George Gadbois, Scholar Of The Indian Judiciary Passes Away
George H. Gadbois Jr., the preeminent scholar of India’s judiciary and Professor Emeritus of Political Science at the University of Kentucky, passed away last night at his home in Lexington, Kentucky. He was 80.
Born near Boston, George left home at 17 to serve the U.S. army in Taiwan. As a returning GI, he studied political science at Duke where he focused on Asia, India in particular. His early work examined the Supreme Court’s record on civil liberties. His soon-to-be published thesis was on the Court’s early history. For many decades, Gadbois did pioneering quantitative work on voting patterns and litigation in India. He capped his career with his magnum opus, Judges of the Supreme Court of India: 1950-1989. Based on extensive interviews, it is a collection of biographical essays on 93 men who served on the nation’s highest court. George had a special affection for India, and was a passionate believer in its Constitution and system of courts and checks and balances.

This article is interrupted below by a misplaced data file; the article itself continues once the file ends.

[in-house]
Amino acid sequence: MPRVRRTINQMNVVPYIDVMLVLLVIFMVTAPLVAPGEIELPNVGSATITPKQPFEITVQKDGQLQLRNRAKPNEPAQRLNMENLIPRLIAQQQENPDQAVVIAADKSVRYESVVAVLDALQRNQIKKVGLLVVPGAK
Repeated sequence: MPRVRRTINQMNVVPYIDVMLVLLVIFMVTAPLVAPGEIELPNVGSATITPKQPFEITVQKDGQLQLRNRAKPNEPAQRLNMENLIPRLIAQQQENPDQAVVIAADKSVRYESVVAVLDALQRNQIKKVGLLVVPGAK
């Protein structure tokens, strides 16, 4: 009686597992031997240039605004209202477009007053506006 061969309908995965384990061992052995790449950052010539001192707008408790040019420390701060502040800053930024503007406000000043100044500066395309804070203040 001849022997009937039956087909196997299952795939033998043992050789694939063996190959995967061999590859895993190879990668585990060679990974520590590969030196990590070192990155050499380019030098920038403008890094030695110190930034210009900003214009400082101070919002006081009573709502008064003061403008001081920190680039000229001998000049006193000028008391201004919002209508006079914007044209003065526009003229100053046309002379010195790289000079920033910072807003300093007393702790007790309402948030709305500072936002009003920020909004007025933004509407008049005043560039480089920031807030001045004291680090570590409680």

In his free time, George was an avid golfer and had three holes-in-one. A member of his college golf team, during his senior year his record was perfect – he lost every match. But he improved considerably on the Delhi Golf Course where he spent many hours playing with Chief Justice Sikri whom he adored. After he retired to his “colony home” in Lexington, George enjoyed growing vegetables and sharing the produce with friends.
He is survived by his wife, Judith Papania, five children, his brother and two grandchildren.
This article has been made possible because of financial support from Independent and Public-Spirited Media Foundation.